By now you have probably heard all the hype about functional programming (FP) and may have even dipped your toe in the water by trying out Clojure or one of the other Lisp dialects.
Maybe you have experimented with some of the functional elements of Scala, Ruby, Python, or one of the newer languages like Swift. If you are a long time imperative programmer like me, your first exposure to functional programming may have left you feeling a bit bewildered and not quite sure if you are smart enough for FP.
Maybe you have convinced yourself that FP is only for academics or guys that win Turing Awards. Maybe you have even convinced yourself that you don’t really need to learn it at all, that it’s just the latest craze and that if you wait long enough something else will come along. After all, FP languages don’t even make the top ten on the latest RedMonk listings.
First the bad news: functional programming isn’t going to disappear any time soon. FP tenets like immutable data, referential transparency, higher order functions, function composition, etc., lend themselves to building highly scalable software that can take advantage of this distributed, multi-core world in which we find ourselves. I’m not just repeating the FP mantra here; this is based on personal observations made while spending the last two years rebuilding a legacy JRuby system in Clojure. Now the good news: you don’t have to be a genius like Rich Hickey to be a functional programmer.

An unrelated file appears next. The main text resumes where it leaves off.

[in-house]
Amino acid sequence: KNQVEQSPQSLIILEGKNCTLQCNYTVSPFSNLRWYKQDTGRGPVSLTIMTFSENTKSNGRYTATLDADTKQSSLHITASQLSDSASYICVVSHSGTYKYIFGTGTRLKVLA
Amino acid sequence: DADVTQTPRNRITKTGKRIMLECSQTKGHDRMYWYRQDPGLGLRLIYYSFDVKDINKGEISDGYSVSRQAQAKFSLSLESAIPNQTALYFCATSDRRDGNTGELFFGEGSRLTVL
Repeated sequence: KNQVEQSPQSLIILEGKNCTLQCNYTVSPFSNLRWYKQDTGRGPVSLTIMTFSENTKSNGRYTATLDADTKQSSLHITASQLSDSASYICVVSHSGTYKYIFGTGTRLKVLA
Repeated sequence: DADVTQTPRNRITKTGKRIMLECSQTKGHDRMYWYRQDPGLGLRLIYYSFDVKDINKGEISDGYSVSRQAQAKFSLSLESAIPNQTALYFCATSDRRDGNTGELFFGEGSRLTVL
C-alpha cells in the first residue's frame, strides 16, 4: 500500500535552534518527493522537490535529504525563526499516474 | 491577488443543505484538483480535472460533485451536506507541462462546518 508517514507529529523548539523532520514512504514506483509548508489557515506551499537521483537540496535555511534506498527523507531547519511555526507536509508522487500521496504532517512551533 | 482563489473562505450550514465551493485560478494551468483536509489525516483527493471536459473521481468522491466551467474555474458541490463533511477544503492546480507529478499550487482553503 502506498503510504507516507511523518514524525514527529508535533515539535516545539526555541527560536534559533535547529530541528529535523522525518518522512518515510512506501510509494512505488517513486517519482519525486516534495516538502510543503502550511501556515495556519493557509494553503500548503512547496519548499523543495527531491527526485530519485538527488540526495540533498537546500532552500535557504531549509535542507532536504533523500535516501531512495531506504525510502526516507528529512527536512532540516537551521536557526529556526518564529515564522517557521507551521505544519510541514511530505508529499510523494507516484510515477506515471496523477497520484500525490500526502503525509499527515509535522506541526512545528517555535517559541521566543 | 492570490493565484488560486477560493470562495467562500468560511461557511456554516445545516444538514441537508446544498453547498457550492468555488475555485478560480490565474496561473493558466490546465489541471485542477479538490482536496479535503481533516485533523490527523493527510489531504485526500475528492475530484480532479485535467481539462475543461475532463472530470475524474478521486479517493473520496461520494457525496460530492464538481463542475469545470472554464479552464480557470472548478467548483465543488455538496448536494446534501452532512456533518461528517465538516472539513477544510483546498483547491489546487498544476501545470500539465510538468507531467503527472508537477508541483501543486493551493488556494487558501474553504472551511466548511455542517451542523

This is the prologue to a series of posts for those of us who aren’t quite sure we are clever enough to be functional programmers. In this series I’ll cover a set of example programming tasks that often seem challenging when moving from an imperative style to FP. For each example I will first present a solution in an imperative language, Java, and then present a solution using a functional language, Elixir. I’ll highlight the differences in each approach and explain the rationale and benefits of the FP solutions.
Many of you have probably never seen Elixir code (or even heard of Elixir), but I think it makes a great choice for learning FP for several reasons. First, it borrows a lot of syntax from Ruby, so it may be more accessible to Rubyists than the Lisp dialects. Second, it runs on the Erlang VM (BEAM), which has quick startup and generally makes for a snappier development experience than say JVM based languages. Finally, although it’s only a few years old, the documentation and tooling around Elixir are excellent, including a powerful REPL (Read-Eval-Print-Loop) with good editor integration.
Hopefully by the end of this series you will realize that “thinking functionally” is not strictly the domain of the intelligentsia, and that FP is not only within your reach, but worth reaching for. In the next article we will look at a common task, iterating over a collection, which should be familiar using an imperative approach, but can be confusing at first using FP.